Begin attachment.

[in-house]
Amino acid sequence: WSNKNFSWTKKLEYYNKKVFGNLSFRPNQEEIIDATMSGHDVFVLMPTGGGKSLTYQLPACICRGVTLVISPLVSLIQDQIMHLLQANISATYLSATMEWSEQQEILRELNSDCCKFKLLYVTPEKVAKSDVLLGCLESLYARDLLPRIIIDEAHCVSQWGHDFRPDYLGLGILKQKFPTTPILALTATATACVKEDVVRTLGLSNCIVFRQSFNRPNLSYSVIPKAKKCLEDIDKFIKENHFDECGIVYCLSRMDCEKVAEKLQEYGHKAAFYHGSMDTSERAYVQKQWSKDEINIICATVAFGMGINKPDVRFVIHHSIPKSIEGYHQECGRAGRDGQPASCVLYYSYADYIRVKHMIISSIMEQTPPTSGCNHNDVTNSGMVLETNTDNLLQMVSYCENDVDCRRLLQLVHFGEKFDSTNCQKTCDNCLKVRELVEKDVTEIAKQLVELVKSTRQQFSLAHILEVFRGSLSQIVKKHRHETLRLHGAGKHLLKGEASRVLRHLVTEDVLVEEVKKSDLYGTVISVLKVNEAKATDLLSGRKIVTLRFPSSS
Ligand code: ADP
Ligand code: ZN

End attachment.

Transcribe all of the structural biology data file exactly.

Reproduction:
[in-house]
Amino acid sequence: WSNKNFSWTKKLEYYNKKVFGNLSFRPNQEEIIDATMSGHDVFVLMPTGGGKSLTYQLPACICRGVTLVISPLVSLIQDQIMHLLQANISATYLSATMEWSEQQEILRELNSDCCKFKLLYVTPEKVAKSDVLLGCLESLYARDLLPRIIIDEAHCVSQWGHDFRPDYLGLGILKQKFPTTPILALTATATACVKEDVVRTLGLSNCIVFRQSFNRPNLSYSVIPKAKKCLEDIDKFIKENHFDECGIVYCLSRMDCEKVAEKLQEYGHKAAFYHGSMDTSERAYVQKQWSKDEINIICATVAFGMGINKPDVRFVIHHSIPKSIEGYHQECGRAGRDGQPASCVLYYSYADYIRVKHMIISSIMEQTPPTSGCNHNDVTNSGMVLETNTDNLLQMVSYCENDVDCRRLLQLVHFGEKFDSTNCQKTCDNCLKVRELVEKDVTEIAKQLVELVKSTRQQFSLAHILEVFRGSLSQIVKKHRHETLRLHGAGKHLLKGEASRVLRHLVTEDVLVEEVKKSDLYGTVISVLKVNEAKATDLLSGRKIVTLRFPSSS
Ligand code: ADP
Ligand code: ZN